I know I should be happy with them.

 

Schumann for the Weekend

(Belated) Quote for the Week

hold on

What counts most is holding on. The growth of a train of thought is not a direct forward flow. There is a succession of spurts separated by intervals of stagnation, frustration, and discouragement. If you hold on, there is bound to come a certain clarification. The unessential components drop off and a coherent, lucid whole begins to take shape.

–”Eric Hoffer and the Art of the Notebook”, Entry (1961); courtesy of Wikiquote.

Daily Whitman

A man walking toward a woman who appears to be a ghost.

To a Stranger

  Passing stranger! you do not know how longingly I look upon you,
  You must be he I was seeking, or she I was seeking, (it comes to me
      as of a dream,)
  I have somewhere surely lived a life of joy with you,
  All is recall'd as we flit by each other, fluid, affectionate,
      chaste, matured,
  You grew up with me, were a boy with me or a girl with me,
  I ate with you and slept with you, your body has become not yours
      only nor left my body mine only,
  You give me the pleasure of your eyes, face, flesh, as we pass, you
      take of my beard, breast, hands, in return,
  I am not to speak to you, I am to think of you when I sit alone or
      wake at night alone,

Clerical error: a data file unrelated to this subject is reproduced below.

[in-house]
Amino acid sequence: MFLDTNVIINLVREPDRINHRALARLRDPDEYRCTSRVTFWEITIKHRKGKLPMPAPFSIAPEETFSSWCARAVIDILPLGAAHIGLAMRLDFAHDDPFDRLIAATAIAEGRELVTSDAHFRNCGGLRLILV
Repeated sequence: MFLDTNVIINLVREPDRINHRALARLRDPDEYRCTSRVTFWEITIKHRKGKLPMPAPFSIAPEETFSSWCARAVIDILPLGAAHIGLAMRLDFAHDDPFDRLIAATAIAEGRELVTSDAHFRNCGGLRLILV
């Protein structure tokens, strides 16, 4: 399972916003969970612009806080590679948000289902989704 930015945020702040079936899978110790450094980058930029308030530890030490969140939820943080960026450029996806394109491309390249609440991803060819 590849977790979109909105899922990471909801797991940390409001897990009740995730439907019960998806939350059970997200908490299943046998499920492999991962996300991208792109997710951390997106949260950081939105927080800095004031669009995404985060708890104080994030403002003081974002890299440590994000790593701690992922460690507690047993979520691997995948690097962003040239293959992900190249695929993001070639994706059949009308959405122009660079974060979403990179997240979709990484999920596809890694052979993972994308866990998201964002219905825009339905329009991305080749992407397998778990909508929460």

I am to wait, I do not doubt I am to meet you again,
  I am to see to it that I do not lose you.

 

Daily Whitman

Ga_LiveOak

I Saw in Louisiana a Live-Oak Growing

  I saw in Louisiana a live-oak growing,
  All alone stood it and the moss hung down from the branches,
  Without any companion it grew there uttering joyous of dark green,
  And its look, rude, unbending, lusty, made me think of myself,
  But I wonder'd how it could utter joyous leaves standing alone there
      without its friend near, for I knew I could not,
  And I broke off a twig with a certain number of leaves upon it and
      twined around it a little moss,
  And brought it away, and I have placed it in sight in my room,
  It is not needed to remind me as of my own dear friends,
  (For I believe lately I think of little else than of them,)
  Yet it remains to me a curious token, it makes me think of manly love;
  For all that, and though the live-oak glistens there in Louisiana
      solitary in a wide in a wide flat space,
  Uttering joyous leaves all its life without a friend a lover near,
  I know very well I could not.

 

Daily Whitman

friendsportraitcivil2

Behold This Swarthy Face

  Behold this swarthy face, these gray eyes,
  This beard, the white wool unclipt upon my neck,
  My brown hands and the silent manner of me without charm;
  Yet comes one a Manhattanese and ever at parting kisses me lightly
      on the lips with robust love,
  And I on the crossing of the street or on the ship's deck give a
      kiss in return,
  We observe that salute of American comrades land and sea,
  We are those two natural and nonchalant persons.